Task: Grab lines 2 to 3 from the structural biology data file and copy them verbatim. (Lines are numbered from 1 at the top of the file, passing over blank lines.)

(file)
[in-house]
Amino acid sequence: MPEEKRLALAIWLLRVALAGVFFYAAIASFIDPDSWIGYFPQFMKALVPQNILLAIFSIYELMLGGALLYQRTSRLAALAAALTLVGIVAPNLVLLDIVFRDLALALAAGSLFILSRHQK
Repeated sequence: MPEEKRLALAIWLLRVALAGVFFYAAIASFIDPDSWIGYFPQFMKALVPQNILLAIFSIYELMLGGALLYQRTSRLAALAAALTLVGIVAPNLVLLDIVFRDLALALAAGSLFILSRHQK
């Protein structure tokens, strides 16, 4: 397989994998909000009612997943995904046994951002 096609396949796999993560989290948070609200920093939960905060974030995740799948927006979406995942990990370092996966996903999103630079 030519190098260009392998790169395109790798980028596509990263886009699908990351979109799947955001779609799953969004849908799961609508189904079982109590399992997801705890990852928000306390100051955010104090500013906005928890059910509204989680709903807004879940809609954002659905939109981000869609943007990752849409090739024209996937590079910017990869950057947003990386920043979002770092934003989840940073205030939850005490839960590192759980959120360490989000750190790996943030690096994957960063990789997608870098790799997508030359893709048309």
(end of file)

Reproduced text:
Amino acid sequence: MPEEKRLALAIWLLRVALAGVFFYAAIASFIDPDSWIGYFPQFMKALVPQNILLAIFSIYELMLGGALLYQRTSRLAALAAALTLVGIVAPNLVLLDIVFRDLALALAAGSLFILSRHQK
Repeated sequence: MPEEKRLALAIWLLRVALAGVFFYAAIASFIDPDSWIGYFPQFMKALVPQNILLAIFSIYELMLGGALLYQRTSRLAALAAALTLVGIVAPNLVLLDIVFRDLALALAAGSLFILSRHQK